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Interactive fiction

So I got into text adventure games Published on

A bit more than a month ago, I rediscovered the very niche game subgenre of interactive fiction — or IF for the initiated.

Interactive Fiction usually refers to text adventure games where you can dictate the actions of your character, similar to the "Choose Your Own Adventure" gamebooks.

Example screenshot of an interactive fiction screen: we can read the base storyline and see the actions typed by the player

I fell in love with this type of gaming which allows you to dive into completely different worlds through words alone. Some stories will be more narrative-based, while others will contain a lot of puzzles. But really, it's up to you and your tastes!

If you would also like to dip your fingers (or full arms) into this gaming genre, here are some links I found useful as an IF beginner:

If you are not convinced yet, here are a few game reviews and synopses that can give you an idea of the diversity of genres.

Anchorhead (synopsis)

You take a deep breath of salty air as the first raindrops begin to spatter the pavement, and the swollen, slate-colored clouds that blanket the sky mutter ominous portents amongst themselves over the little coastal town of Anchorhead. Travel to the haunted coastal town of Anchorhead, Massachusetts and uncover the roots of a horrific conspiracy inspired by the works of H. P. Lovecraft. Search through musty archives and tomes of esoteric lore; dodge hostile townsfolk; combat a generation-spanning evil that threatens your family and the entire world.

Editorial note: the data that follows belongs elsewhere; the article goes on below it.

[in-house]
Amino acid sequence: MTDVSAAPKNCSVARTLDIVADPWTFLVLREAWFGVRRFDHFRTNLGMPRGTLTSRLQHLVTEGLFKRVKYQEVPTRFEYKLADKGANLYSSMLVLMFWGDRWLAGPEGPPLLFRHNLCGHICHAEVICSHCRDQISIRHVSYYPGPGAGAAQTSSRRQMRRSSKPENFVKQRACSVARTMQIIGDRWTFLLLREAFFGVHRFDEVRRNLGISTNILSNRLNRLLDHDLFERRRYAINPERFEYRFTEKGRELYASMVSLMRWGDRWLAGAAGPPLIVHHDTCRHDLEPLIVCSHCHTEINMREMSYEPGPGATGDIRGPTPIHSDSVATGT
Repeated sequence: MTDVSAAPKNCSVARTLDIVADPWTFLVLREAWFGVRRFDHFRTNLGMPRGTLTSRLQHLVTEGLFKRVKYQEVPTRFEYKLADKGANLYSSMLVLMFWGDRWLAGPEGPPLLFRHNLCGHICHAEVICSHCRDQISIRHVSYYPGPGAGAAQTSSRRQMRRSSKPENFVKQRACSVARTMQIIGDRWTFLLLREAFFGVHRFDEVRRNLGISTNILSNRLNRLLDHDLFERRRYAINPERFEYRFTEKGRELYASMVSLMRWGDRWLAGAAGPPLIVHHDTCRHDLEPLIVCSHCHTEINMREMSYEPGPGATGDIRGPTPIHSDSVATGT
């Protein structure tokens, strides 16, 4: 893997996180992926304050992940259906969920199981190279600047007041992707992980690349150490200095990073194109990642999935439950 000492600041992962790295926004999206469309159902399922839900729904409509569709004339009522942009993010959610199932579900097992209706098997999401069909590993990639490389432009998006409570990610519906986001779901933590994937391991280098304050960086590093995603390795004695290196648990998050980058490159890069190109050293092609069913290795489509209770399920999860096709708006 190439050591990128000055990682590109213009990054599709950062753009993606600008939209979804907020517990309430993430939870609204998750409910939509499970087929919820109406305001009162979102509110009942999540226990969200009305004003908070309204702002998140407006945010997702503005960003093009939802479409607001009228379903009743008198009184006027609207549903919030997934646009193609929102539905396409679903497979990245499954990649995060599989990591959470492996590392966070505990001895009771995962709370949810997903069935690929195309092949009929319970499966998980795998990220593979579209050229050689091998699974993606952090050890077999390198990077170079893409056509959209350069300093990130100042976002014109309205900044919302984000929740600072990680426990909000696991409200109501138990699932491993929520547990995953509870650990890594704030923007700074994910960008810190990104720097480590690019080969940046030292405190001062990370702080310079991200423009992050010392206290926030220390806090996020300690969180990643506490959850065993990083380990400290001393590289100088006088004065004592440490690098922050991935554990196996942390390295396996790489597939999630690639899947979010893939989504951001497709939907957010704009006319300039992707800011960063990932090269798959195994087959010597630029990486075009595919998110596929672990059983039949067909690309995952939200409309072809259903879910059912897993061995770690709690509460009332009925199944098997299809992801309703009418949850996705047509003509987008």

9:05 (a review)

You're woken up by the telephone, having slept a lot longer than you should have, and there'll be hell to pay if you don't get out of the house in a hurry. A very short game with a devious twist that the IF theorists out there will find interesting. Gains immeasurably on replay. — Carl Muckenhoupt

Photopia (a review)

Scenes from a handful of ordinary lives alternate with chapters of a child's colorful science-fantasy. Sweet and sad, and complex enough that you may need to go through it twice in order to fully understand how all the fragments fit together. Very story-driven, with menu-based conversations and virtually no puzzle content. [...] — Carl Muckenhoupt


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